Some acupuncturists think that, not just results, but more exposure or time will solve everything: “If only more people knew about me.” The reality is often that exposure would just expose that they’re unprofessional or they don’t have systems in place to manage their practice effectively and smoothly. It takes consistency and professionalism, excellent communication and people skills, and systems in place in order to make the most of getting more exposure. These make people want to do business with you and continue doing business with you, builds loyalty and makes your patients want to refer their friends and family to you.
8. They don’t have a structure to explain acupuncture, how it helps people, or on-board patients to the healing process
These acupuncturists don’t have any idea how to talk about what they do, or explain to patients how their system works. They haven’t stepped into the position of authority, and they let their patients dictate their own care. They don’t know how to build trust and establish themselves as an expert or effectively communicate what they do. They don’t know how to communicate the value of what they do in terms their patients and potential patients will understand. You’ve got to know how to say, “I understand your problem and I understand where you’d like to be. If you want to achieve this result, this is how we are going to make it happen.”
9. They let themselves get overwhelmed
Which makes them procrastinate and feel lazy and rotten and the cycle perpetuates. They know they have to do a handful of things, but rather than coming up with a plan and buckling down, they distract themselves with whatever they can and then they can throw some guilt on the fire too.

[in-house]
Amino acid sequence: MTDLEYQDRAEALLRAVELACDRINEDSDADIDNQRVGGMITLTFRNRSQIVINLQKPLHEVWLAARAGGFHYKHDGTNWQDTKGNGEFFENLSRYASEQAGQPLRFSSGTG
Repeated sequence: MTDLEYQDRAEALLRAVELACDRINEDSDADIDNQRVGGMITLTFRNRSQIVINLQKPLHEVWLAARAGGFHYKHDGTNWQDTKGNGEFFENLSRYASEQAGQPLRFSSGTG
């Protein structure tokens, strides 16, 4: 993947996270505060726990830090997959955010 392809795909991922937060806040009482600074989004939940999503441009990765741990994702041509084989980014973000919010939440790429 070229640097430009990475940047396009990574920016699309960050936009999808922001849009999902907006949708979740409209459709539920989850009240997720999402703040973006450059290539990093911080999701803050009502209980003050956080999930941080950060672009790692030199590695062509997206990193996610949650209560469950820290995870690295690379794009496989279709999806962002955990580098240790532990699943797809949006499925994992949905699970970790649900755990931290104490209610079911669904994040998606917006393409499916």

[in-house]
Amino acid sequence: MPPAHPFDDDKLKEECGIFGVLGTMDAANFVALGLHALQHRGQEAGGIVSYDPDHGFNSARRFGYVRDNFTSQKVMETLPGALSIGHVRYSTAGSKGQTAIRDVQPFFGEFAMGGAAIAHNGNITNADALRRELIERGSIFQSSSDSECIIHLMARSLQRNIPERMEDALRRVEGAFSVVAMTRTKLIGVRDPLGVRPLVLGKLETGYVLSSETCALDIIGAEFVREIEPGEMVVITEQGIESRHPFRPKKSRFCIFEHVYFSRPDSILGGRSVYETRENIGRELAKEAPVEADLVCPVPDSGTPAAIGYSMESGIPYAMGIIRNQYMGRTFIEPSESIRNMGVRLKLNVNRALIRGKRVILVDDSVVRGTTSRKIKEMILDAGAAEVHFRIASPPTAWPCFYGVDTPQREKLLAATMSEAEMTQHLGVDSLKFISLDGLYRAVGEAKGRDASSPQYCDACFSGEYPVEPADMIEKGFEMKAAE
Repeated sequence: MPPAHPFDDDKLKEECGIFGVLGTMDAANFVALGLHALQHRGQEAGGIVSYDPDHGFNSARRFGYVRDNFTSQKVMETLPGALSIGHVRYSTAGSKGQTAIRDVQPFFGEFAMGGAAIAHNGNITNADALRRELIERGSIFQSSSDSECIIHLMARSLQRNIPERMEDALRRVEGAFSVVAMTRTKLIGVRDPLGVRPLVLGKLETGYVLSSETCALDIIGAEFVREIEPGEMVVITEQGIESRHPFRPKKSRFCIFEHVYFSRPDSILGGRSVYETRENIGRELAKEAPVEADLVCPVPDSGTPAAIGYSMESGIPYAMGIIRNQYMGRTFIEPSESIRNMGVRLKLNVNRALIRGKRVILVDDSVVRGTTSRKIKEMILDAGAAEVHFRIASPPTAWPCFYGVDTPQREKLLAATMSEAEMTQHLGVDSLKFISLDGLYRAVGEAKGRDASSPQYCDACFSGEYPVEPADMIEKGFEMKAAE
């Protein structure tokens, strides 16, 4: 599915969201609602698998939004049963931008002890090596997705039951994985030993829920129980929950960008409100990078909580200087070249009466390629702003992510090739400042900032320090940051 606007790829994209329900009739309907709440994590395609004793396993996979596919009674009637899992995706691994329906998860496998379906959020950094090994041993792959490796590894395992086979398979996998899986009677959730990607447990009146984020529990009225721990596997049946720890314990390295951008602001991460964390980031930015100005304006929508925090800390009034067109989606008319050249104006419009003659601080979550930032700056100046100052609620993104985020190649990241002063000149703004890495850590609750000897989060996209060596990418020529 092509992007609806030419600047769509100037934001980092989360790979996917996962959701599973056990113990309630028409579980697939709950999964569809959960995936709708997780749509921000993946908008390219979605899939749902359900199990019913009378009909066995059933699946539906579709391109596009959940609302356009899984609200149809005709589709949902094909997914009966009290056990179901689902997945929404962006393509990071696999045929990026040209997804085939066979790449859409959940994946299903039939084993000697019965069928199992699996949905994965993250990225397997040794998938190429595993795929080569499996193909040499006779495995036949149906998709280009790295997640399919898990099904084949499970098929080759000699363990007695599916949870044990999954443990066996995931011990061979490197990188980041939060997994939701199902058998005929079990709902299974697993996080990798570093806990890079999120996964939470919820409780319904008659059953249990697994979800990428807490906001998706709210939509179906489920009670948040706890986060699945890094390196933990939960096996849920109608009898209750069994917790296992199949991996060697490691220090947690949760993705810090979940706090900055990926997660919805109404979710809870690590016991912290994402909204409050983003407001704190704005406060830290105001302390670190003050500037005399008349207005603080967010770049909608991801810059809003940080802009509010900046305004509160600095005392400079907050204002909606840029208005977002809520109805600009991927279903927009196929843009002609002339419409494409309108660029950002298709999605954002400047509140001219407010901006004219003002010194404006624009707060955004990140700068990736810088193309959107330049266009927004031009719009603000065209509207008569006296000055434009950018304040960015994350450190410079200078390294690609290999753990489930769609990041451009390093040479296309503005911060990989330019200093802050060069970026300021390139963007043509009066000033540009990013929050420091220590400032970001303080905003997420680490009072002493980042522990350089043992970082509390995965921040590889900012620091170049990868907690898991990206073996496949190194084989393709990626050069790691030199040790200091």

This overwhelm leads to procrastination and accusations of laziness. They wring their hands and pull the blankets over their heads and go through complex dances to avoid doing what they know they should do. It becomes vital to post an article to facebook! To make homemade granola! “I need a haircut!” Pros don’t do this. They roll up their sleeves and make things happen. Often it’s just a matter of getting some information and beginning the journey. One small step at a time in the right direction.
What to DO about it…?
I know that I wrote that in a harsh tone. Fhew, I’m glad that’s done.
Now, some kindness. First, know that you’re not alone. I’ve been there. And I see a ton of others there too. But it doesn’t have to be this way! We can master this, and it’s actually not that hard. For most of us, this is the first time we’re going through the process of building a business and starting a practice. We’ve never encountered these problems before or been exposed to these foibles of ours.
We don’t know anything about marketing or business. The business education we got in school was just not enough (I know all too well – I teach the business class at CSTCM. I do the best I can with one measly semester but it’s just not enough). This is all new to you, and probably no one’s called you out on your flaws yet. So you can hardly be blamed for not fixing them…
But now that you do know, you’re responsible. You can’t claim ignorance anymore. What’re you going to do? Sometimes, just bringing the problem into the light enough is enough. You can go back and re-work the area you most need to focus on.
Sometimes, it takes some guidance from someone’s who’s been there. I can walk you through it.
Hi! I'm Katie Altneu
I'm an acupuncturist, herbalist, & business teacher
My acupuncture clinic in Denver, CO makes me so happy. It's full enough to support my life, and simple enough to give me peace of mind. I'm a firm believer that bigger is not always better and that we need to "stop the glorification of busy".
I want your acupuncture clinic to be as full as you'd like it to be. I want acupuncturists to know how to inspire-to-action the people who need us and our medicine. And I believe the best strategies are simple and heartfelt.
Combining my prior education & career in business & finance with my personal experience starting and growing my clinic, I love teaching acupuncturists to master the business side of their clinics. I believe in you and I'm so glad you're here!